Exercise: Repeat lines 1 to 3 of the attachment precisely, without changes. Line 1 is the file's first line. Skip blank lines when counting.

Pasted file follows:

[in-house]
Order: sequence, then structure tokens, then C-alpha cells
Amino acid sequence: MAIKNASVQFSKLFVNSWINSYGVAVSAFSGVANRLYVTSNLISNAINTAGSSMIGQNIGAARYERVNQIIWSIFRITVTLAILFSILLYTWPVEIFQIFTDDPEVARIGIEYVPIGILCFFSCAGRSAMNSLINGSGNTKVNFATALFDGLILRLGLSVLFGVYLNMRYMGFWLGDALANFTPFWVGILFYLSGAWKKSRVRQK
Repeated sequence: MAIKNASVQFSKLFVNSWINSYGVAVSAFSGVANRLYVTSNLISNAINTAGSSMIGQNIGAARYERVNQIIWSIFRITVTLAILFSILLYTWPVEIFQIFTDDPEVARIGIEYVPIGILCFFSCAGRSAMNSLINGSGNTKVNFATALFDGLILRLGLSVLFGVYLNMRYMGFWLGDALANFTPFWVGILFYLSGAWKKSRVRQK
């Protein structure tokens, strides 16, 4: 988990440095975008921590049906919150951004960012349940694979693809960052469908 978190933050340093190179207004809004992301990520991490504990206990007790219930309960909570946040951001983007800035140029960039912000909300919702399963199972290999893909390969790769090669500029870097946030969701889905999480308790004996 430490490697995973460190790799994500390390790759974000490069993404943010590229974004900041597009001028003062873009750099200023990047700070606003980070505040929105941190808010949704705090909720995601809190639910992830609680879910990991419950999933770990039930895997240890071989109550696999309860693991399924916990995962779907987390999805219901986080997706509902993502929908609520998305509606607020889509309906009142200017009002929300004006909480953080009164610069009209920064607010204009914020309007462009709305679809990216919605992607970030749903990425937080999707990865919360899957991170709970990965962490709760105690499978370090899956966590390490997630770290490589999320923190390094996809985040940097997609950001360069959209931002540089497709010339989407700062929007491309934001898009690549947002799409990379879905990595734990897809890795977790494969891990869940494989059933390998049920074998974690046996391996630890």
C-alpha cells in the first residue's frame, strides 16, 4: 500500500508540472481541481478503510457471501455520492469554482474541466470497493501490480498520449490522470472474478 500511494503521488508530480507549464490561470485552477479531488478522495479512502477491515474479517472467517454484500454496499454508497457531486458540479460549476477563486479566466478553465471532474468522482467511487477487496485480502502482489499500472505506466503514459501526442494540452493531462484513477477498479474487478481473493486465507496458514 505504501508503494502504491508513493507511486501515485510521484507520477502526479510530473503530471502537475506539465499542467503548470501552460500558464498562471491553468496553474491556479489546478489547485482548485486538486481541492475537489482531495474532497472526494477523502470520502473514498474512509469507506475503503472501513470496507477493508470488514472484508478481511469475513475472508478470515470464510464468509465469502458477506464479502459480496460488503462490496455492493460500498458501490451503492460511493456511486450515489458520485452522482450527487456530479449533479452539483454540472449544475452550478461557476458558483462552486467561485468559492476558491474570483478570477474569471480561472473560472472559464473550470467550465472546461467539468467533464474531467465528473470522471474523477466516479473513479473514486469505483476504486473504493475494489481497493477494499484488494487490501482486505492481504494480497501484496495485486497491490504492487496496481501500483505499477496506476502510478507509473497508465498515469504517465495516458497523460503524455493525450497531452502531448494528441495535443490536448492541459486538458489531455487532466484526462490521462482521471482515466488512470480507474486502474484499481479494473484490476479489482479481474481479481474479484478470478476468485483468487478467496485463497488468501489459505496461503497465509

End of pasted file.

[in-house]
Order: sequence, then structure tokens, then C-alpha cells
Amino acid sequence: MAIKNASVQFSKLFVNSWINSYGVAVSAFSGVANRLYVTSNLISNAINTAGSSMIGQNIGAARYERVNQIIWSIFRITVTLAILFSILLYTWPVEIFQIFTDDPEVARIGIEYVPIGILCFFSCAGRSAMNSLINGSGNTKVNFATALFDGLILRLGLSVLFGVYLNMRYMGFWLGDALANFTPFWVGILFYLSGAWKKSRVRQK